Wednesday, September 13, 2006

Squat & Murder on Marble Row

I'm rerunning my review of Squat by Taylor Field today for the Christian Fiction Bloggers Alliance. I really enjoyed this book, and I think that it's just amazing that Field wrote such a powerful work and is donating the proceeds to a great organization.

Squat by Taylor Field is the compelling story of 24 hours in the life of a homeless man. Squid lives in a squat (an abandoned tenement building) with his friend Unc. After Squid makes a bad deal with a drug dealer named Saw, he spends the next 24 hours running for his life and trying to make sense of the life he lives. Field writes almost cinematically; you can see the book unfolding like a movie in your mind. Some descriptions fall a little flat, but the dialogue (minus profanities) is realistic. As Squid searches for some safe place, the reader goes back and forth between empathy and disgust with him, as I'm sure is Field's intent; it makes the character seem very real. The book also raises some powerful questions about what is society’s responsibility to the poor, how much culpability do we have for their condition? Squid’s conversation with Rachel is life-changing, and the outcome while perhaps a bit unbelievable is not out of the question. All royalties from this book go to Graffiti Community Ministries Inc. There's also a movie about the book you can check out.

Murder on Marble Row by Victoria Thompson is the sixth installment in the Gaslight Mystery series starring midwife Sarah Brandt and Detective Sergeant Frank Malloy. While not as strong as the last entry, this is still a fascinating mystery. This time Malloy is ordered by Police Comissioner Teddy Roosevelt to look into the bombing of a wealthy industrialist, Gregory Van Dyke. Sarah, as usual, ends up helping with the investigation, and the two are pulled in two directions: towards the suspected anarchists and the tawdry family feuds that were hidden behind the marble facade of the victim's house. The last book focused heavily on the relationship between Frank and Sarah. This book introduces Frank to Sarah's family and the high society she came from. Thompson writes highly charged dialogue between the two that is realistic and on occasion humorous. This is currently one of my favorite series.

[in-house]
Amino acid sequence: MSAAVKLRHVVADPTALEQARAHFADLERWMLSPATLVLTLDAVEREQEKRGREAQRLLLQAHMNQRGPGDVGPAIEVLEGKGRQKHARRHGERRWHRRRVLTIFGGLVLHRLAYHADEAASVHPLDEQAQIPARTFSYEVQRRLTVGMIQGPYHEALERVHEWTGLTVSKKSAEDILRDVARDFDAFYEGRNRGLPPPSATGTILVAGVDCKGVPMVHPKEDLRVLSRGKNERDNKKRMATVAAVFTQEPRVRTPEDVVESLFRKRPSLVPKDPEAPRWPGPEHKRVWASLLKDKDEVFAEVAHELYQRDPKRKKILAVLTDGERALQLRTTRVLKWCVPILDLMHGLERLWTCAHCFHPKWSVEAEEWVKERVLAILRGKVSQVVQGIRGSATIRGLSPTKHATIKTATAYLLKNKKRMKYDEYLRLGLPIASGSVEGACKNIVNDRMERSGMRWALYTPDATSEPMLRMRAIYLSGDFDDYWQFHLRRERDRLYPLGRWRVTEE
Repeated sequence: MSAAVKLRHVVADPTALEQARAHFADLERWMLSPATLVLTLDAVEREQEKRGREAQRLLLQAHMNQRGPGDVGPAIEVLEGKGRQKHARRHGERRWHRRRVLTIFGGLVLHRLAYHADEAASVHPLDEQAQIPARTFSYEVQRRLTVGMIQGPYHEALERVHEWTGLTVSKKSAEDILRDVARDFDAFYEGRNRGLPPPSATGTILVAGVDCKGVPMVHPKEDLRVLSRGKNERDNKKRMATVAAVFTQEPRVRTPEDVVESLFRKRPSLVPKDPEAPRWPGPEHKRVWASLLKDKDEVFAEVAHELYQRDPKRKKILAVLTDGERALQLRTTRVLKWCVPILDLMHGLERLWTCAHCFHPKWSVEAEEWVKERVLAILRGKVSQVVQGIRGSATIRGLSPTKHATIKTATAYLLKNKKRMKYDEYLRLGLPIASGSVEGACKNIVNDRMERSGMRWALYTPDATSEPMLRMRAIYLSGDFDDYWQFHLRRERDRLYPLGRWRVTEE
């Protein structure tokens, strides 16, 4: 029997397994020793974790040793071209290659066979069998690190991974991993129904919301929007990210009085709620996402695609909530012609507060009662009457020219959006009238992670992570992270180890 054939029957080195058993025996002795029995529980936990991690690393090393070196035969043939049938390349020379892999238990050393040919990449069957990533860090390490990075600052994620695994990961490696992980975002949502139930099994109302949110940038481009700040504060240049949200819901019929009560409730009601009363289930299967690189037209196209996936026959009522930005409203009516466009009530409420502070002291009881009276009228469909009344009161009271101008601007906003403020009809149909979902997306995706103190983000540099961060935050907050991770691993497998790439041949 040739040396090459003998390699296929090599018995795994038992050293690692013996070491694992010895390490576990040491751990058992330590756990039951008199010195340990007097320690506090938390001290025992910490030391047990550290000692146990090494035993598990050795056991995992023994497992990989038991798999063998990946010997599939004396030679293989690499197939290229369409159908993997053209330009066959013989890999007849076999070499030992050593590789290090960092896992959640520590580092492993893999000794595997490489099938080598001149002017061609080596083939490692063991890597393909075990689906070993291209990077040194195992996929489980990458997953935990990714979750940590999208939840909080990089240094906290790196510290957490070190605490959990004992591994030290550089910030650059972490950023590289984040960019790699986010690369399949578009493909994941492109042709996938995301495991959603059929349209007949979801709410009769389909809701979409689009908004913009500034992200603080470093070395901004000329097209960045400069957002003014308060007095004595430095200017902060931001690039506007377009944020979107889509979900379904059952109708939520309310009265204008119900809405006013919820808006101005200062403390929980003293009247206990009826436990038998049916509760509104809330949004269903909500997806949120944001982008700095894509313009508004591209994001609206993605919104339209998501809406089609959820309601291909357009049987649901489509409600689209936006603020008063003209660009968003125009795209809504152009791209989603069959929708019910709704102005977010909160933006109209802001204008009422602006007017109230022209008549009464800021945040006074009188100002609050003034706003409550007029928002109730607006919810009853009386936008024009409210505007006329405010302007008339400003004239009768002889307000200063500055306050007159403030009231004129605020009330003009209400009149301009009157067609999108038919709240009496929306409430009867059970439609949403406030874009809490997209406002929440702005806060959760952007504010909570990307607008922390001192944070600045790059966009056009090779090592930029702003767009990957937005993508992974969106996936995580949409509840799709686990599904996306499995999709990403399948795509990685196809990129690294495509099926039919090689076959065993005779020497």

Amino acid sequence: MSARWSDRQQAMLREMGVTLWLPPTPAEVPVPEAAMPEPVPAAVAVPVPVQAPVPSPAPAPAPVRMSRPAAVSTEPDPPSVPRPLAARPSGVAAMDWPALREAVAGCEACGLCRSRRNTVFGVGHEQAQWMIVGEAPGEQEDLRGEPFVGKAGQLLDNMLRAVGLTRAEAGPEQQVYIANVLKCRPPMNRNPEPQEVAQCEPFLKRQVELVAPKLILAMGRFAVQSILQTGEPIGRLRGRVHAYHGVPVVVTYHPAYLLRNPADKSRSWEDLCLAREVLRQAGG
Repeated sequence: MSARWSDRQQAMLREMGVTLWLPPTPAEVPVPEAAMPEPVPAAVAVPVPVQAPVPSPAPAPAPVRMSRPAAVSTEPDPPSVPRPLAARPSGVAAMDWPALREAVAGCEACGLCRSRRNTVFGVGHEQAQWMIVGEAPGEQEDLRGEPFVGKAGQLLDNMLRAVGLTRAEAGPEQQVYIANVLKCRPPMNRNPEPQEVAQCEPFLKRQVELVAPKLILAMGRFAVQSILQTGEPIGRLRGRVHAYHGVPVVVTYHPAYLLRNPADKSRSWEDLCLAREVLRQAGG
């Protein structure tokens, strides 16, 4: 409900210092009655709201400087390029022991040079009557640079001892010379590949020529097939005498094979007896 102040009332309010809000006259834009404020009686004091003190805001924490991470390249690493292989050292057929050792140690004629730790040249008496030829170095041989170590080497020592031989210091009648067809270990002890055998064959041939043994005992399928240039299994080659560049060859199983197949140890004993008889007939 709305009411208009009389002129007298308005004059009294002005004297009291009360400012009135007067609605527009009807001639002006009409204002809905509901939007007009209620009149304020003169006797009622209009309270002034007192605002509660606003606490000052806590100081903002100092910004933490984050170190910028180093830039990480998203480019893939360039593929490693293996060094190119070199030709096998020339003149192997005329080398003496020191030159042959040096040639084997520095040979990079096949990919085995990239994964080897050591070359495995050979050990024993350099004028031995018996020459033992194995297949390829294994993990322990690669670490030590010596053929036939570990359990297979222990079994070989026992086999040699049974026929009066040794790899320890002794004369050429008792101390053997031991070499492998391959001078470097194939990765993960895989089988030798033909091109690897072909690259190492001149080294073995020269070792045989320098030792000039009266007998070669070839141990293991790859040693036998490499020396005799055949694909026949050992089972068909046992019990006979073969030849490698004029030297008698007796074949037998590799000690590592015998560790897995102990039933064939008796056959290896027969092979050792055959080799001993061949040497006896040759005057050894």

I'm still working my way through the Alexander Hamilton biography. It's written well, but at over 700 pages, it's taking me some time to get through it.


Bonnie Calhoun said...

My favorite Wednesday night show "Bones" was set in a 'squat' NYC...made tme think of the book.

I liked Flicker *sniff* As of 11:30PM tonight Squat was up to #6 on the Technorati Popular book list! Yahoo! almost to #1!